Johannesburg - With the World Cup in Russia now complete, soccer enthusiasts are looking forward to Qatar 2022.
The match officials in Russia performed reasonably well, aided by the now famous, or infamous, video assistant referee (VAR) system, whichever way you look at it.
Some referees became too reliant on it, as mentioned previously, while others ignored it, much to their peril.
One particular incident was the deliberate stamping on Neymar Jr near the touch line.
We were then treated to an Oscar-worthy performance by the Brazilian wizard.
The ref should have consulted the VAR, and a red card would have ensued.
That said, the only ref who really impressed me was the Iranian official Alireza Faghani, who went on to take charge of the third-place playoff between England and Belgium.
You have to understand that there’s soccer politics involved in these appointments, which means the best guys don’t always get the “plum” matches.
It was a foregone conclusion that the final ref would not be from Uefa as they had done the 2010 and 2014 finals.
See what I mean about the politics?
But, getting back to domestic matters, the match officials and commissioners for the coming Premier Soccer League season gathered last week in Johannesburg for their annual seminar.
They will be physically and mentally tested to ensure that they are 100% up to date on the latest law changes and interpretations.
The physical side can be strenuous, but it’s based on the Fifa test, and any match official who comes to this seminar unprepared will soon be found out and dismissed.
South African officials have gone from strength to strength in recent years, thanks to people such as Jerome Damon, Carlos Henriques, and Tracey Lovell, the physical instructor.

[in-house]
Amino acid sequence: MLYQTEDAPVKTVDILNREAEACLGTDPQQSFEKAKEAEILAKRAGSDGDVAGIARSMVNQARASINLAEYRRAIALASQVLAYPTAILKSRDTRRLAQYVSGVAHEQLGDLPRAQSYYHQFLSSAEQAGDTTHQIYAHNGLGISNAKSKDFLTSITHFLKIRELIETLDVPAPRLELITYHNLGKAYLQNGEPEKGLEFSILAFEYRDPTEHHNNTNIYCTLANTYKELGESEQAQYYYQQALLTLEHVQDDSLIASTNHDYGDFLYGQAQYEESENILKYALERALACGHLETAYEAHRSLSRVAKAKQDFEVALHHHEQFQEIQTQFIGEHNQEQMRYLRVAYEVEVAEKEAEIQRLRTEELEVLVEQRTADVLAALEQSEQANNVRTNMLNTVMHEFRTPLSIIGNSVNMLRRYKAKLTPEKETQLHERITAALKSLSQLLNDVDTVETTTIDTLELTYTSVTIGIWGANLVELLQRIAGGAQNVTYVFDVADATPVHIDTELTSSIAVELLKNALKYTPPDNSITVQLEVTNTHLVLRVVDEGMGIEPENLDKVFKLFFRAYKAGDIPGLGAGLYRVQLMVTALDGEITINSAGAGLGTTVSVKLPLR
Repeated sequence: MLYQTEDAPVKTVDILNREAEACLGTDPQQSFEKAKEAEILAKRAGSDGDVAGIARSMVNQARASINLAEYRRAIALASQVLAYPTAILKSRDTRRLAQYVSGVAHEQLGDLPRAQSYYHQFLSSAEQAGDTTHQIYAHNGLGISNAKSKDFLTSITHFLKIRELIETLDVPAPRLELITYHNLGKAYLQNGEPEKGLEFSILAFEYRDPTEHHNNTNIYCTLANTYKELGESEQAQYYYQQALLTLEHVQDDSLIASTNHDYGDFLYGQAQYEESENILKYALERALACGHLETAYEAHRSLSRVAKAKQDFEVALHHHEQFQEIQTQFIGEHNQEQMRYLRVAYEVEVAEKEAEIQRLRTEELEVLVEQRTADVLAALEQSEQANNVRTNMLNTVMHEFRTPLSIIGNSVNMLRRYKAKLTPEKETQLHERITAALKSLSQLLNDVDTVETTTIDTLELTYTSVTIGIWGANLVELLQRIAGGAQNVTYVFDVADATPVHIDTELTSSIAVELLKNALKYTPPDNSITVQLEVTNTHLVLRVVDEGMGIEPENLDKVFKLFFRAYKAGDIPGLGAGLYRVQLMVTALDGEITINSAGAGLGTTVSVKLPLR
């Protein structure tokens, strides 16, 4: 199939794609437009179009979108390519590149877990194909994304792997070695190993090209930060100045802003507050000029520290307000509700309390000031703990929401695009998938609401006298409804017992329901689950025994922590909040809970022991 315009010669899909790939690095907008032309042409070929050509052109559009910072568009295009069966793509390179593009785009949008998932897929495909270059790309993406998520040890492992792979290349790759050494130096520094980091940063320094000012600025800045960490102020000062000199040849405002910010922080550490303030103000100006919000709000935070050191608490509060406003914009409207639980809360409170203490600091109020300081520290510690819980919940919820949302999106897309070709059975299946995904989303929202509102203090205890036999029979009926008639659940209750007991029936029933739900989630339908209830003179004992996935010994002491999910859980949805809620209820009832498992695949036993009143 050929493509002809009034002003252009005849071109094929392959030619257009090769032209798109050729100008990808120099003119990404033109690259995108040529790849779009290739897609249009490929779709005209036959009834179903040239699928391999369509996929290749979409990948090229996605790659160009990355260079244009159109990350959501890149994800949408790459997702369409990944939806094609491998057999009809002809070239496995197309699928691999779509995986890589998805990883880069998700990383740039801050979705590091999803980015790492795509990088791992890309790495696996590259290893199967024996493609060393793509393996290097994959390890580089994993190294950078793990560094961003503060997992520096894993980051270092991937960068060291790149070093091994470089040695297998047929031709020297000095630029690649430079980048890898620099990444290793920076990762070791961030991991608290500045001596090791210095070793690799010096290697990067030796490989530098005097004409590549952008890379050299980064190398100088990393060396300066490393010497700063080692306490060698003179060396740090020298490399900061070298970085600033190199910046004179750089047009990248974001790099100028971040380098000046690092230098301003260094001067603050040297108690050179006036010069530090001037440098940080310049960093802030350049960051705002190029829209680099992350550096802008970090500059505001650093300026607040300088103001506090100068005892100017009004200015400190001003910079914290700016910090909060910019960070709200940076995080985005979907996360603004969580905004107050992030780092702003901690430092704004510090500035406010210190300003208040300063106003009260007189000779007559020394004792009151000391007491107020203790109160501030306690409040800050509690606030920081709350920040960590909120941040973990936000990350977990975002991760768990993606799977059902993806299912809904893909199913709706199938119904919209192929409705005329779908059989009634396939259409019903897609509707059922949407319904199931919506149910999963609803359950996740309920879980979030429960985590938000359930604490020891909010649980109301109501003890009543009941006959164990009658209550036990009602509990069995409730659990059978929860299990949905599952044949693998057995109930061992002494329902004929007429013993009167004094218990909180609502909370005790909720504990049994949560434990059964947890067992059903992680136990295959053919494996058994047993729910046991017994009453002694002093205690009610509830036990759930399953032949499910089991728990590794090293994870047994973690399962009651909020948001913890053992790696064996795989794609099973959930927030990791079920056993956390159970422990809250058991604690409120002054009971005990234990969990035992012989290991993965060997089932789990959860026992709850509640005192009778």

It shows in the international appointments that come our way.
Our referees and assistant referees are well respected in Africa and further afield.
We only have to look back to the 2006 and 2010 World Cups, when Damon and Enock Molefe represented the country with pride, dignity and honour.
Such was their standing that both men were retained right to the final stages, and it’s my opinion they would have been appointed to the third-place playoff if not for some more soccer politics.
And we must not forget Achmat Salie, who ran the line in the 1998 final between France and Brazil.
A lot of appointments are based on the leagues they referee and the size of the crowds at domestic games.
All that aside, the training and development being exercised at today’s seminars are far beyond what they were when I was officiating in the late 1980s and 1990s, and for that Tenda Masikhwa and the SA Football Association are to be praised.
Referees are sometimes the forgotten “heroes” when it comes to the beautiful game, and the people who run these courses deserve the greatest credit because most are volunteers and give their time to ensure that the men and women in the middle and on the line are as well prepared as possible.
They hardly get a second thought from all and sundry, and it’s still the opinion of many that they are idiots who turn up on a weekend in a black uniform with no knowledge of the laws of the game.
Nothing could be further from the truth.
They are highly trained, motivated and mentored, and anyone who fails the fitness or written test is not allowed to continue.
There was a time when prospective refs turned up for a game in tracksuit bottoms, T-shirts and flip-flops.
Those days are long gone, thankfully.
Our match officials and commissioners now turn up in jackets and ties, and that’s the way it should be.
Belated best of luck to the guys for the coming season.
I hope you all pass with flying colours.
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